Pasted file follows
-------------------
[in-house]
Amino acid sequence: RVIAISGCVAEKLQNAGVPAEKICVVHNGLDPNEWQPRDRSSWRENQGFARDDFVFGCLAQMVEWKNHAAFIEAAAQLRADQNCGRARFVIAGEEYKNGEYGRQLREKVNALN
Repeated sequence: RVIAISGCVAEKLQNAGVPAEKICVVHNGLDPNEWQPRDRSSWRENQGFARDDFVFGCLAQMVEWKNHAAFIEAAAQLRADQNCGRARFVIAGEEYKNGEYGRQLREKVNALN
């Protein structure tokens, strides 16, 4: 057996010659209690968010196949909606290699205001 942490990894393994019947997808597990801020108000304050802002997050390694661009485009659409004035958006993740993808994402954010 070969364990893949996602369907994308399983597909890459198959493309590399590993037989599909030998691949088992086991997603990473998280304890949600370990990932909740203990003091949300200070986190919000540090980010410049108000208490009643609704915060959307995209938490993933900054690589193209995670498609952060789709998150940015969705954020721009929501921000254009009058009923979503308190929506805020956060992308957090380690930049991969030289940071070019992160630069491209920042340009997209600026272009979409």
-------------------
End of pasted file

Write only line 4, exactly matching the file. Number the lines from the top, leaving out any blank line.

């Protein structure tokens, strides 16, 4: 057996010659209690968010196949909606290699205001 942490990894393994019947997808597990801020108000304050802002997050390694661009485009659409004035958006993740993808994402954010 070969364990893949996602369907994308399983597909890459198959493309590399590993037989599909030998691949088992086991997603990473998280304890949600370990990932909740203990003091949300200070986190919000540090980010410049108000208490009643609704915060959307995209938490993933900054690589193209995670498609952060789709998150940015969705954020721009929501921000254009009058009923979503308190929506805020956060992308957090380690930049991969030289940071070019992160630069491209920042340009997209600026272009979409």